Red Wing, Minn.—In another blow to the city of Red Wing’s attempt to conduct invasive and unconstitutional searches of every rental home in the city, Judge Robert R. King of the Goodhue County District Court denied the city’s third attempt to receive judicial approval for its inspection program because it violated the Fourth Amendment to the U.S. Constitution.
In a 37-page memorandum opinion and order dated December 23, Judge King concluded: “[T]he warrant application submitted by the City does not, in present form, contain reasonable standards controlling the use and dissemination of the data collected during [rental] inspections to adequately protect the privacy of the citizens subject to inspection. Additionally the scope of the [rental inspection ordinance] is overly broad in that it grants inspectors too much discretion in deciding whether or not to search cabinets and closets. The Court concludes that the invasion the search entails outweighs the public interest at stake.”
“This ruling vindicates what we’ve known all along,” said IJ Senior Attorney Dana Berliner. “Inspection programs like Red Wing’s that authorize invasive searches and lack basic means of ensuring people’s privacy are unconstitutional. Hopefully, this case will be a lesson to other cities before they arbitrarily trample on the personal security of their citizens.”
The court instructed the city of Red Wing that if it still wants to enter people’s homes and properties without their permission, it will have to amend its rental inspection ordinance to alleviate the constitutional defects, and file another warrant application with the court. But landlord-plaintiff Robert McCaughtry has had enough: “What will it take for the city to end this foolish program? I’m not against the City having housing standards; but forcing its way into peoples’ homes without any evidence of a problem or code violation is outrageous.”
Unfortunately, the court dismissed plaintiffs’ parallel constitutional lawsuit on the ground that an administrative warrant had to actually be granted before people could use the courts to protect themselves from unreasonable searches.
Berliner said, “The city has tried to get a judge to approve its program three times. How imminent does an injury have to be? The court’s ruling forces people to protect themselves from a potentially endless series of warrant applications while the city plays do-over with its ordinance. It is not enough that your privacy is about to be invaded by the government. According to the court, your privacy must be ‘really, really’ in danger of being invaded before you can protect yourself with a lawsuit challenging the constitutionality of the program. That is incorrect as a matter of law, and we will appeal the decision.”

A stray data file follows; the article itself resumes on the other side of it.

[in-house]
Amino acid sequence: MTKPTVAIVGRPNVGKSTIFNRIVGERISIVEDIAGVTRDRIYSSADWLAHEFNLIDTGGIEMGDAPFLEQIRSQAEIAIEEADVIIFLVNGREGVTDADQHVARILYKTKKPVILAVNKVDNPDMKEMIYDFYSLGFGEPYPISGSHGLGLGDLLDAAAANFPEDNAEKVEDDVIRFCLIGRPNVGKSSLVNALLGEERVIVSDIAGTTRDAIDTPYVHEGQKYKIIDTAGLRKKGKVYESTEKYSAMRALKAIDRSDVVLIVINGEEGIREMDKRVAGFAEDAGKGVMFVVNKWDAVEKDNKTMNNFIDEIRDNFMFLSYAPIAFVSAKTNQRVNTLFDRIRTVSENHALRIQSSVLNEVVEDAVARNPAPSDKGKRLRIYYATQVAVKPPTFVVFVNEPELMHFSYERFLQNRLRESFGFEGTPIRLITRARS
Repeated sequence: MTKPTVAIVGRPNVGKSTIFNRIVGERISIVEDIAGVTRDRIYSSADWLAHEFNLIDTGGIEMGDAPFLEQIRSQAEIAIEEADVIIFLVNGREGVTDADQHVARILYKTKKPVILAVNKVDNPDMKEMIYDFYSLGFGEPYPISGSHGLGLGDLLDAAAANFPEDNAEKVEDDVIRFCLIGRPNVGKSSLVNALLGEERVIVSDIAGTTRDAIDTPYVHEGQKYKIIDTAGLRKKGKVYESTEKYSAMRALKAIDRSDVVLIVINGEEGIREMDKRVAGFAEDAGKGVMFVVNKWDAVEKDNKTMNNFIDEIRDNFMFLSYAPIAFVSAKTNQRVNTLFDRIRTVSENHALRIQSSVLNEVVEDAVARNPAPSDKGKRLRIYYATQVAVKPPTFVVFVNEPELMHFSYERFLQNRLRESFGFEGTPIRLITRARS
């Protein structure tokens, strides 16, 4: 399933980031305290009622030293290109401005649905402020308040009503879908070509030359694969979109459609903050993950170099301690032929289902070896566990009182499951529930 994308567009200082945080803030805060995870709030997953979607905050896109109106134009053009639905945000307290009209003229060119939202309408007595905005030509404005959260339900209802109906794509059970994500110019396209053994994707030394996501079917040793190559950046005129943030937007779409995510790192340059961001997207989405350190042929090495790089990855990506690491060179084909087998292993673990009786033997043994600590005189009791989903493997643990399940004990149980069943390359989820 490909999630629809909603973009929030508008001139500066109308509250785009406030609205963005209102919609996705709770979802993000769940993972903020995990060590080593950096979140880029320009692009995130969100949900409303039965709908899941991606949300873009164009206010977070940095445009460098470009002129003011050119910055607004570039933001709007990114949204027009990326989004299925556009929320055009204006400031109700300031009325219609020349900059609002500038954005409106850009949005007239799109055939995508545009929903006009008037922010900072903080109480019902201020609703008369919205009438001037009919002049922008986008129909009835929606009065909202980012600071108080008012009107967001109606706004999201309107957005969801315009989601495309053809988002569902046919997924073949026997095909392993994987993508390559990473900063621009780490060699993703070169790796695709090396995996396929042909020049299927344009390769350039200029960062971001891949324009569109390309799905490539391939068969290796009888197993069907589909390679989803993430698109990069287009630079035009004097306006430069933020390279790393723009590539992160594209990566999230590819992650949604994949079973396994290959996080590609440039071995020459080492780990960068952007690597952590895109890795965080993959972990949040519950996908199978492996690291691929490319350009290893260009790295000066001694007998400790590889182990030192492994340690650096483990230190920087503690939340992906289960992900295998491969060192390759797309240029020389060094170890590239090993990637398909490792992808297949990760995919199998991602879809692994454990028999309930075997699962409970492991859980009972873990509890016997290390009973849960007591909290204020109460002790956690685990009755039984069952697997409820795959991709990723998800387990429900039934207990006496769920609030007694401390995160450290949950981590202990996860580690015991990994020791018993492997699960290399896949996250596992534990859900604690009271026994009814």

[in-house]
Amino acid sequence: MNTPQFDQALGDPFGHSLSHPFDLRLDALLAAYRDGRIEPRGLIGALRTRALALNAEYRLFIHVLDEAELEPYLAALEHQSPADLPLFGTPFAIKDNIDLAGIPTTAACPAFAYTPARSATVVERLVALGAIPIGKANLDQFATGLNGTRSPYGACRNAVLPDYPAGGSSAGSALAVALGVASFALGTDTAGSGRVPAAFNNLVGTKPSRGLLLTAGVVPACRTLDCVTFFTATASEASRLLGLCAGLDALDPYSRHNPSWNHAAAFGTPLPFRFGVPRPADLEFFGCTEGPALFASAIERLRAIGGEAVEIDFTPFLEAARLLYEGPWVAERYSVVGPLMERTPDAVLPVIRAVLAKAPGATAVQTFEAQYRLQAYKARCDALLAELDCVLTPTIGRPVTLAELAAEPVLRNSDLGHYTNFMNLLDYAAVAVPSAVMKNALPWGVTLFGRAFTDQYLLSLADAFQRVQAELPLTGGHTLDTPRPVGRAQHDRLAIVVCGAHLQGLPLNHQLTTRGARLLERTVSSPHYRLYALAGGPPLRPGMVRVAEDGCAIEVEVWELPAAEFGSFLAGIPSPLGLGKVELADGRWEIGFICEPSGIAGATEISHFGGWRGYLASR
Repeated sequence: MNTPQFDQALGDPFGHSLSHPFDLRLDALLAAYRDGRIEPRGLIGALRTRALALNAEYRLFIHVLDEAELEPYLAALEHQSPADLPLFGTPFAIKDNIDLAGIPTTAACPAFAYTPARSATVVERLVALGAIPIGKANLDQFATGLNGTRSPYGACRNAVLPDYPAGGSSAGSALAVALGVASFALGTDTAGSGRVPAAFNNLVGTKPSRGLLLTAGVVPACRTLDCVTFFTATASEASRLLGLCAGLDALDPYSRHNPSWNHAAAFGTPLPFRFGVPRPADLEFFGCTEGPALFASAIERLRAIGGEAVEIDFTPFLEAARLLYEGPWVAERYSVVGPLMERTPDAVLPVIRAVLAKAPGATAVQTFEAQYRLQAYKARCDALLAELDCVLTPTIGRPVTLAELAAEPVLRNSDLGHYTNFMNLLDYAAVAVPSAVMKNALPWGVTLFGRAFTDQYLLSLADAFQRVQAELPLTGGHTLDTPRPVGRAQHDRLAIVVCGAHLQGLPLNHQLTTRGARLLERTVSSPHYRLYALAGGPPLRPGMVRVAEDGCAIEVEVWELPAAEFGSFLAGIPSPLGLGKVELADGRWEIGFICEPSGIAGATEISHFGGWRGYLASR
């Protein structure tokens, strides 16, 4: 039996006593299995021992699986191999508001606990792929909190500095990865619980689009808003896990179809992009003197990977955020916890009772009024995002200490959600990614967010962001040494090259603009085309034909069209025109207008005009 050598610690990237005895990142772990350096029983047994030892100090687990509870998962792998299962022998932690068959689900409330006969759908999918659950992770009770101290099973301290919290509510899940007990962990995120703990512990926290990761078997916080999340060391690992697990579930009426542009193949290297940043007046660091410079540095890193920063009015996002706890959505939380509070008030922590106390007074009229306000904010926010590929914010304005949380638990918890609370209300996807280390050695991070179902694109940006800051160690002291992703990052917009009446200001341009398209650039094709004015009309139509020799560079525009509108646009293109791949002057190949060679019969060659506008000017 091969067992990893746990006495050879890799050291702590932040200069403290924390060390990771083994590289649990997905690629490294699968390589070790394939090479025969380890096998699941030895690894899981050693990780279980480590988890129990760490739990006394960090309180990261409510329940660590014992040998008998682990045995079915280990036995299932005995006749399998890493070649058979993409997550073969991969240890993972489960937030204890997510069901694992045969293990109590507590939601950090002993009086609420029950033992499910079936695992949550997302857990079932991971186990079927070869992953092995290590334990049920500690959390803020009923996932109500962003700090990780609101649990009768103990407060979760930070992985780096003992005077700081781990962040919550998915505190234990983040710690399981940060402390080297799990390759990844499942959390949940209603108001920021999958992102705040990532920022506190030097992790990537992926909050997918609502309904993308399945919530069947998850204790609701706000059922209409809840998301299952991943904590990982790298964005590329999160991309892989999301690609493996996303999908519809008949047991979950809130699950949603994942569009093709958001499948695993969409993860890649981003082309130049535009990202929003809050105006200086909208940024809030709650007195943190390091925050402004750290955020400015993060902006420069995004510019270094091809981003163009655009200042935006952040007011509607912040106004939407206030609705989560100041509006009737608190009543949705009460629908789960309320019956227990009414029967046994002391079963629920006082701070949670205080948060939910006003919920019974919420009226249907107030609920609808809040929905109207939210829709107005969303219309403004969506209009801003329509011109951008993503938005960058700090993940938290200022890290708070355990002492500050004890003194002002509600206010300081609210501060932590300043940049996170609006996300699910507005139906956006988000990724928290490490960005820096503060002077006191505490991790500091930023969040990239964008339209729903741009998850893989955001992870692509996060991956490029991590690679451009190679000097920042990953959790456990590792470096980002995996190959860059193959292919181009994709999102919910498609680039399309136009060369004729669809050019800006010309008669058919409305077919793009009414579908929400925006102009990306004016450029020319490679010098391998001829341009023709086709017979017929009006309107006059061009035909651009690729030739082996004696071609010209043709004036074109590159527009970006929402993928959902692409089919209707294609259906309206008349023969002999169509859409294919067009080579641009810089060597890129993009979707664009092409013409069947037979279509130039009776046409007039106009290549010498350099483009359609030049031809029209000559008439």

Aware of the landmark nature of this case and plaintiffs’ claims, Judge King did, however, address the merits of the state constitutional claim brought by the Institute for Justice and its clients. The rental homeowners and tenants are claiming that the Minnesota Constitution protects privacy in the home to a greater degree than the U.S. Constitution, and that any government entry into the home must be supported by individualized probable cause to believe a crime or code violation has been or will be committed. Judge King noted that this was an open question, but one for the Minnesota Supreme Court to decide.
IJ Minnesota Chapter Staff Attorney Jason Adkins explained, “Although Judge King concluded that he did not have the authority to hold that rental housing inspections unsupported by individualized probable cause violate the Minnesota Constitution, he strongly suggests that the Minnesota Supreme Court should take up the issue. His opinion specifically calls into question the wisdom of administrative warrants, which in some cases allow the government to enter and inspect one home based on a problem in another. We agree, and our next step will be convincing this State’s courts that government should not be able to use administrative warrants for home inspections under the Minnesota Constitution.”
Under Minnesota rules, the plaintiffs have 60 days to file an appeal. Any appeal would likely be heard some time in late spring or early summer.
“The city should scrap its trial-and-error approach to the Constitution,” said Adkins. “There are plenty of ways to maintain safe rental housing without violating the Constitution. But if the city does not relent, we are ready to take this case all the way to the U.S. Supreme Court to ensure renters’ rights to privacy and to be free from unreasonable searches are protected.”